Conlin Hill Observatory -- 42 7' N, 71 54' W



Observatory  




Anyone who has ever hauled out a big field tripod complete with a heavy super wedge and then picked up a 75+ pound LX200 and fitted it onto the wedge finds out fairly quickly that this is not something you want to be doing on a regular basis. This is particularly true once the cold, ice and snow set in. In the Summer of 2002, I purchased my LX200 used on AstroMart, a great resource for amateurs (ASTROMART Classifieds). Setting it up on warm Summer nights wasn't too bad, but I knew I'd need a permanent spot for it before it got too cold.

I decided that a dome was the best way to go. Domes have the edge in dew prevention, wind protection, and style. I had a limited budget, and after looking at the pre-fab domes, I gave up on the idea. A dome is really the way to go, but since I couldn't afford one and I didn't have confidence that I'd be able to make one myself before the cold set in, I examined 2 other options: roll off roof and roll back shed. The roll off roof seemed to me to be potentially difficult to build, and is susceptible to dew problems since it opens and exposes the interior completely. The roll back shed offers -some- shelter from dew and wind (not for the scope, but for charts, computer, eyepieces, etc.) and has the added benefit of being relatively easy to fabricate.

I completed my designs in September 2002 and by the end of October, the building was complete. It makes a huge difference! Using the big scope is now very easy and I put a lot more time in than when I had to set it up each night. Another benefit of having a permanent setup is that the polar alignment can be set very accurately and not lost in the setup - breakdown process.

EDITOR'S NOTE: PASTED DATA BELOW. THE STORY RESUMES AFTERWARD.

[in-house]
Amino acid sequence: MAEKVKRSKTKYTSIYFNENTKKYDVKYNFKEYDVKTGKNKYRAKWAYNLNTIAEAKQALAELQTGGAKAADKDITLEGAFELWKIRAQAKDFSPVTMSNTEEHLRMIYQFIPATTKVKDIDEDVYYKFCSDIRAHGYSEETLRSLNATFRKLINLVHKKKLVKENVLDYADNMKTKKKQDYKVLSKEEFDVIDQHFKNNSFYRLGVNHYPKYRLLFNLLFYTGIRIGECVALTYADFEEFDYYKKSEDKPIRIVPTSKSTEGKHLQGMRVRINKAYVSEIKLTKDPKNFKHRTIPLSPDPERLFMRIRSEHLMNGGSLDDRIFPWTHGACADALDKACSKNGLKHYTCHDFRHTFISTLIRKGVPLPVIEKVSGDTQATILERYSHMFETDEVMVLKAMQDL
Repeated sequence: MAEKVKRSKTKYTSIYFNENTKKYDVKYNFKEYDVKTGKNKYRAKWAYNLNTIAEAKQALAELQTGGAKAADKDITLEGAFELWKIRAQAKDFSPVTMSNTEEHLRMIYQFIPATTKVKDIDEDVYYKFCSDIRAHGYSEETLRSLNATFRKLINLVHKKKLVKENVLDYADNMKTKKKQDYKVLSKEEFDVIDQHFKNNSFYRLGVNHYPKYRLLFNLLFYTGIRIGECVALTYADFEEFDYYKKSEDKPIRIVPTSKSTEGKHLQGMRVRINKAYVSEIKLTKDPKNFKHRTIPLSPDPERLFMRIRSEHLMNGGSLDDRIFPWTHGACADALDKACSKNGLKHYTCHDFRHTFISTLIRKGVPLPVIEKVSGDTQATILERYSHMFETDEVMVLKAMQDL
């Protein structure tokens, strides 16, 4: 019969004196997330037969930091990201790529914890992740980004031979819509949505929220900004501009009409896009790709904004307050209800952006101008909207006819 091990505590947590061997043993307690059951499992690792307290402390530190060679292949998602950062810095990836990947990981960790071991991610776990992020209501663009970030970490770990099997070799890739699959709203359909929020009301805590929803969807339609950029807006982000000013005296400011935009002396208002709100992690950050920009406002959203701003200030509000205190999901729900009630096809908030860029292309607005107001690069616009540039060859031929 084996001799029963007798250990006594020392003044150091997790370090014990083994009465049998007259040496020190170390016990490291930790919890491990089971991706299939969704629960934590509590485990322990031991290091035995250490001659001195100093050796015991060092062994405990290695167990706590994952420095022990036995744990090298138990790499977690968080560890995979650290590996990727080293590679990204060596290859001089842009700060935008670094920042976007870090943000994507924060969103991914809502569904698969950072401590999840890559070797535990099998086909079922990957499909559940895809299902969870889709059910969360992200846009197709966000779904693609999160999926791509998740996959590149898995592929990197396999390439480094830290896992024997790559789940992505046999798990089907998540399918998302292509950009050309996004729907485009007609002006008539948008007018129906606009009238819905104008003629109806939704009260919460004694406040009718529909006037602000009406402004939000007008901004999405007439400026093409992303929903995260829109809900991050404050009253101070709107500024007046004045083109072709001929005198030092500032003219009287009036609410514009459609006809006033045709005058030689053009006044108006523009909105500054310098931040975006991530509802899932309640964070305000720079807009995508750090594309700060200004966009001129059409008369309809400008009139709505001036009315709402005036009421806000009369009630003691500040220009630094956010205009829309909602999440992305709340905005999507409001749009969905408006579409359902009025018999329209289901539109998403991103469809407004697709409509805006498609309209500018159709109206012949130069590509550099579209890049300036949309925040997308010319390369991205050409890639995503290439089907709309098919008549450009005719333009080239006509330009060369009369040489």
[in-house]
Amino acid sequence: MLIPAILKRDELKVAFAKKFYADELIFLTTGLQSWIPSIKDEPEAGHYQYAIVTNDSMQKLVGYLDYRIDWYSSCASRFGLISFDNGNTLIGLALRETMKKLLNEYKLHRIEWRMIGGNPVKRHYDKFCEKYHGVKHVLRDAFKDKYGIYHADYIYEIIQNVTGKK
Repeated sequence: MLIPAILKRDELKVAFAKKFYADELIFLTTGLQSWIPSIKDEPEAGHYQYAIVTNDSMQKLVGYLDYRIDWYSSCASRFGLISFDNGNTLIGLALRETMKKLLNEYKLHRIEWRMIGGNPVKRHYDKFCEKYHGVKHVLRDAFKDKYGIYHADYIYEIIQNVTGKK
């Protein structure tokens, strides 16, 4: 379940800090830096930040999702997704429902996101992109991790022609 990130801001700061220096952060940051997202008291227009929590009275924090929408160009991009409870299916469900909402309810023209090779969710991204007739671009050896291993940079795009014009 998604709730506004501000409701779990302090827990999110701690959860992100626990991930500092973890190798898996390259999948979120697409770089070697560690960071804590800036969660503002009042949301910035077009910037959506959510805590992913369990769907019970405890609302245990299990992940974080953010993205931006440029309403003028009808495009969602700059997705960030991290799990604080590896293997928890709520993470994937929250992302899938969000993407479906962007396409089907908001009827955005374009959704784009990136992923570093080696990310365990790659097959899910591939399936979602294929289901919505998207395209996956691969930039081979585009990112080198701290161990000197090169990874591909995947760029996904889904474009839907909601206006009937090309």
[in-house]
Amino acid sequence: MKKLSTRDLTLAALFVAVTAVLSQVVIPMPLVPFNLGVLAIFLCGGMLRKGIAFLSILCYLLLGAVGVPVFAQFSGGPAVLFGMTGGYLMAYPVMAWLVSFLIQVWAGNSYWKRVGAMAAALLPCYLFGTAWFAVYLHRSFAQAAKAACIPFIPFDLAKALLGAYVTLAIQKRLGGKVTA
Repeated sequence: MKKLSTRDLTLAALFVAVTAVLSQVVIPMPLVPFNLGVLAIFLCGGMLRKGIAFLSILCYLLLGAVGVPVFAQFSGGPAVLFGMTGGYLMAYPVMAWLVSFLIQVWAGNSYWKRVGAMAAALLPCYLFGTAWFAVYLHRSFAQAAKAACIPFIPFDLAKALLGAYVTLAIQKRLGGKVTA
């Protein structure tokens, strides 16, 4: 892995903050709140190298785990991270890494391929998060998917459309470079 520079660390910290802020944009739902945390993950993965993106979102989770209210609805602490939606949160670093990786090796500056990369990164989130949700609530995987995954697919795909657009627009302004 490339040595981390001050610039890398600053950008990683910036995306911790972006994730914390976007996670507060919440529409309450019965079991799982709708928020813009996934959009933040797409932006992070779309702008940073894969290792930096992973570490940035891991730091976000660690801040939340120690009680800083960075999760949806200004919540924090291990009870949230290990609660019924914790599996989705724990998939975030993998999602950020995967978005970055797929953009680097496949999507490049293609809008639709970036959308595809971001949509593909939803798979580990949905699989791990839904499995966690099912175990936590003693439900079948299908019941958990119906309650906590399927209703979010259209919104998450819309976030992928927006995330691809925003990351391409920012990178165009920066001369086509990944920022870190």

Watch amazed, as the observatory shed rolls back to reveal the LX200!


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It's man powered, I push against the back (North) wall to roll it back, and against the South side to return it into home position. The whole thing weights less than 200 pounds and is very easy to move.

The shed rolls on 10 2.5" non-swivel casters, 3 each on the East and West sides, one on either side of the front doors, and 2 evenly spaced on the North side. Pieces of black carpet protector were tacked along the outside bottom of all sides to keep out the elements.



I built shelves around the East, North and West sides to hold all my gear - it's key to have as little on the deck as possible. The only thing I don't keep on the shelves is the ETX70 which I place as close to the pier as possible to prevent it from interfereing with opening and closing the shed.

The LX200 fits snugly inside the shed, note that I must turn it upside down to clear the door (you can see the ETX90 and homemade dew shield under the LX200). I figured the pier height based on the height of the shed, which is not the same as the height of the door opening (d'oe!). I've got about 4 inches of clearance, not enough for the piggyback ETX90 so I flip it upside down. If I were to do it again, I'd pour the pier 8" lower.

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